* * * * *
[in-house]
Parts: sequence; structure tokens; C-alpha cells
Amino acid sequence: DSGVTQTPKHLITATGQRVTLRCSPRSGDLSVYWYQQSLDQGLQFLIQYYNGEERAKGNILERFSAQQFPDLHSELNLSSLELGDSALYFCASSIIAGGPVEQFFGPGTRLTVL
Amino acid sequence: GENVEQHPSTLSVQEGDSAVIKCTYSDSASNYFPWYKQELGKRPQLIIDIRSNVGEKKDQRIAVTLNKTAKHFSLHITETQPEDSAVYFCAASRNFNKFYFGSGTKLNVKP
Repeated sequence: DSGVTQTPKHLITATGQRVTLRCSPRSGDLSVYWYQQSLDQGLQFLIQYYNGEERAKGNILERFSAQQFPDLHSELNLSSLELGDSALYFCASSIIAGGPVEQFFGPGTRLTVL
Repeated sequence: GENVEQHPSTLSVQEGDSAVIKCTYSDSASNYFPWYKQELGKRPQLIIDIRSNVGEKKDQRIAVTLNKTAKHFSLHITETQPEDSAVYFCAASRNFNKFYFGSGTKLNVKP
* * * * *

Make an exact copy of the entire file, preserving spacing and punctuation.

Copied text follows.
[in-house]
Parts: sequence; structure tokens; C-alpha cells
Amino acid sequence: DSGVTQTPKHLITATGQRVTLRCSPRSGDLSVYWYQQSLDQGLQFLIQYYNGEERAKGNILERFSAQQFPDLHSELNLSSLELGDSALYFCASSIIAGGPVEQFFGPGTRLTVL
Amino acid sequence: GENVEQHPSTLSVQEGDSAVIKCTYSDSASNYFPWYKQELGKRPQLIIDIRSNVGEKKDQRIAVTLNKTAKHFSLHITETQPEDSAVYFCAASRNFNKFYFGSGTKLNVKP
Repeated sequence: DSGVTQTPKHLITATGQRVTLRCSPRSGDLSVYWYQQSLDQGLQFLIQYYNGEERAKGNILERFSAQQFPDLHSELNLSSLELGDSALYFCASSIIAGGPVEQFFGPGTRLTVL
Repeated sequence: GENVEQHPSTLSVQEGDSAVIKCTYSDSASNYFPWYKQELGKRPQLIIDIRSNVGEKKDQRIAVTLNKTAKHFSLHITETQPEDSAVYFCAASRNFNKFYFGSGTKLNVKP